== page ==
“If you disagree with Trump then, in my view, you are an extremist and in denial by human biology. While transgender people exist, they are an extremely small minority. A biological rarity if you will.”

        he seems to be confusing transgender with intersex, which is not the same and which IS a biological rarity, although probably more common than people think.

        I’m not sure what his anecdote about the Korean girl has to do with heterosexual males and transsexuals anyway, unless the point is WOMEN should fear men in the military and THAT THEY SHOULD. They have gotten away with rape inside the military as well.

        1. Plenue

          Anyone who talks about ‘the realities of biology’ in defense of bigotry is virtually guaranteed to have no actual knowledge of biology. Or psychology, for that matter.

      4. Liberal Mole

        Exactly! If implemented, it will go the way of all the other earlier bans.

        I doubt if the SST authors even know kids in our current HS and college generation. My kids went to a well-funded public school that is 70% black and hispanic in New York. For them it is already the norm to have gay, transgender, or other (I truly cannot keep track of all the classifications, not being an oversexed teenager) classmates and friends, as it is to have friends of both sexes, all colors, different religions. This may not be true in all areas of the country, but this is certainly part of the generation that our armed forces are recruiting from, so like every other ban before, it’s spitting in the wind.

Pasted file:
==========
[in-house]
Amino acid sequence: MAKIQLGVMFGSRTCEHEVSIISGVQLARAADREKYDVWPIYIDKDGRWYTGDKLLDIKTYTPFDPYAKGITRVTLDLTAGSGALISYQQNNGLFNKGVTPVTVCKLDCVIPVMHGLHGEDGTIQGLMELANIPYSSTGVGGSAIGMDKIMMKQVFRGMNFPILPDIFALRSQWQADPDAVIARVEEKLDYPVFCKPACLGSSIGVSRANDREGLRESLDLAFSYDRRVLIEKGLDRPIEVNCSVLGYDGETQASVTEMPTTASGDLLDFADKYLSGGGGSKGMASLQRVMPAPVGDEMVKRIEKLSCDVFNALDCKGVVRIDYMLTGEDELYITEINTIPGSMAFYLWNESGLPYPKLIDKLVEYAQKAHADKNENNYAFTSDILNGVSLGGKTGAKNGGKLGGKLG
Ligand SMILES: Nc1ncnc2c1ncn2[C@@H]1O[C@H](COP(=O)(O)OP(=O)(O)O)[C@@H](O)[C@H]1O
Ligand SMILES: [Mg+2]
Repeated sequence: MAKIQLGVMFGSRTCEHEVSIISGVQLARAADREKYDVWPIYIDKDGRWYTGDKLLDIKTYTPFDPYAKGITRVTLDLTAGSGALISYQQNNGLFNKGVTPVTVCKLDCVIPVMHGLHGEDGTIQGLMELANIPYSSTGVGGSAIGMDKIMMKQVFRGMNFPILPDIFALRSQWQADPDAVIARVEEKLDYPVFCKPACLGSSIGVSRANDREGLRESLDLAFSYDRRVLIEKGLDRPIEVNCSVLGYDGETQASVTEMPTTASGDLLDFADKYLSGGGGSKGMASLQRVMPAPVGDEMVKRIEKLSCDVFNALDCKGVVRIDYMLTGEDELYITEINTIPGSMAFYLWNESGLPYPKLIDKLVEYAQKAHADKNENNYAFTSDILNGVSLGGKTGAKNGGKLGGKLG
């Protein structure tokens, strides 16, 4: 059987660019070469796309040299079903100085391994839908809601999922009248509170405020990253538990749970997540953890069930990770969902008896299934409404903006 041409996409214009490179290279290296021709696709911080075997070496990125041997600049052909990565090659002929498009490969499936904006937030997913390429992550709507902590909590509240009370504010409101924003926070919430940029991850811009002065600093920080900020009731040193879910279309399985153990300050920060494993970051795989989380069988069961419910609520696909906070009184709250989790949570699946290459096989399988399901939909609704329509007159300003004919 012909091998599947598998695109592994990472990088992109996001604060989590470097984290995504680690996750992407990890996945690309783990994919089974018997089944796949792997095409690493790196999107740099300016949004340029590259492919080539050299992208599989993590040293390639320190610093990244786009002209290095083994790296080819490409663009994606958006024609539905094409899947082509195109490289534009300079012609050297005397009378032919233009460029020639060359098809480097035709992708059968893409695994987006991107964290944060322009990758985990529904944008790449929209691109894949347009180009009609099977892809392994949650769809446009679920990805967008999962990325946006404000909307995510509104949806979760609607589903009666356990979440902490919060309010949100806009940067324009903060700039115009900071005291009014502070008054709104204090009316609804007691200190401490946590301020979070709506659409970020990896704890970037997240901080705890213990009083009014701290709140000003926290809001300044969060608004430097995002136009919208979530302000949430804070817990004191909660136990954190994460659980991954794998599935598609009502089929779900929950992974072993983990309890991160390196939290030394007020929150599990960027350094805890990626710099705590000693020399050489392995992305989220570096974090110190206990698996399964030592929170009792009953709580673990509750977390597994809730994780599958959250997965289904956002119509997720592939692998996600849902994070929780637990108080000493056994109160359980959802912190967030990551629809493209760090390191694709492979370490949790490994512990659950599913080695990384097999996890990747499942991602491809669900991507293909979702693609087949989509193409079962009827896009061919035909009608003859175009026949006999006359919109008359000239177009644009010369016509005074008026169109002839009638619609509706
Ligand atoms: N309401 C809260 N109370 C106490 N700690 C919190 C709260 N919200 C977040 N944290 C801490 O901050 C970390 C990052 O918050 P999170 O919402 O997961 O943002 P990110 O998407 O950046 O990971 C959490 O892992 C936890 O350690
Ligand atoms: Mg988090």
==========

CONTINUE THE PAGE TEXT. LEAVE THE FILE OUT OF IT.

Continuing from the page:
1. Lambert Strether

          > For them it is already the norm to have gay, transgender, or other (I truly cannot keep track of all the classifications, not being an oversexed teenager) classmates and friends, as it is to have friends of both sexes, all colors, different religions.


          > I get that being trans is inherent to the person, but transitioning is a medical process. And the military can’t be responsible for the medical needs of transitioning individuals, like they aren’t for diabetics, epileptics, and many other numerous medical conditions that disqualify citizens from serving and/or once discovered while serving leads them to be medically discharged.

          I think the confusion of “friends” with “soldiers” is a category error.

    3. Carolinian

      And when Vietnam rolled around many of those blacks–lucky them–became cannon fodder while some more privileged whites (our president?) partied at college. This desire for people to seek “normalization” through military service also has the reverse effect of normalizing the military–an institution that should be vastly smaller and true to its name: Defense Department.

    4. Ranger Rick